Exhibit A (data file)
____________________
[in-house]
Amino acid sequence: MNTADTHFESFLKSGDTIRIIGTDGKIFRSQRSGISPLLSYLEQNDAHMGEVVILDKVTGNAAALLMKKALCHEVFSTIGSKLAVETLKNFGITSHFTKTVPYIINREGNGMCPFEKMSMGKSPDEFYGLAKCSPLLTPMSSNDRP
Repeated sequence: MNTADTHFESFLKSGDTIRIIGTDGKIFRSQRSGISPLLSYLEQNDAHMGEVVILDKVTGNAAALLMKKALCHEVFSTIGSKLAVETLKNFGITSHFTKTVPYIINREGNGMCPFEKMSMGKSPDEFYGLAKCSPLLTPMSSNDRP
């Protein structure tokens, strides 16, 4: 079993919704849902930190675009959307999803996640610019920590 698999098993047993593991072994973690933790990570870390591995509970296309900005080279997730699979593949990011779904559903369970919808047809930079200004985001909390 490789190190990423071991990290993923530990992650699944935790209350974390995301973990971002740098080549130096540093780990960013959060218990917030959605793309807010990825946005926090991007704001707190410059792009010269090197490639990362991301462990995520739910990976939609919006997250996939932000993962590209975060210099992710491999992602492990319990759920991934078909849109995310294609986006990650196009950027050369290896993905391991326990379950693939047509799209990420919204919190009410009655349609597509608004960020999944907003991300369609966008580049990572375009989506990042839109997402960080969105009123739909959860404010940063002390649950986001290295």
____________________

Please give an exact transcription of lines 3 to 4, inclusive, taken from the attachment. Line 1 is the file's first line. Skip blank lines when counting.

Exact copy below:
Repeated sequence: MNTADTHFESFLKSGDTIRIIGTDGKIFRSQRSGISPLLSYLEQNDAHMGEVVILDKVTGNAAALLMKKALCHEVFSTIGSKLAVETLKNFGITSHFTKTVPYIINREGNGMCPFEKMSMGKSPDEFYGLAKCSPLLTPMSSNDRP
């Protein structure tokens, strides 16, 4: 079993919704849902930190675009959307999803996640610019920590 698999098993047993593991072994973690933790990570870390591995509970296309900005080279997730699979593949990011779904559903369970919808047809930079200004985001909390 490789190190990423071991990290993923530990992650699944935790209350974390995301973990971002740098080549130096540093780990960013959060218990917030959605793309807010990825946005926090991007704001707190410059792009010269090197490639990362991301462990995520739910990976939609919006997250996939932000993962590209975060210099992710491999992602492990319990759920991934078909849109995310294609986006990650196009950027050369290896993905391991326990379950693939047509799209990420919204919190009410009655349609597509608004960020999944907003991300369609966008580049990572375009989506990042839109997402960080969105009123739909959860404010940063002390649950986001290295």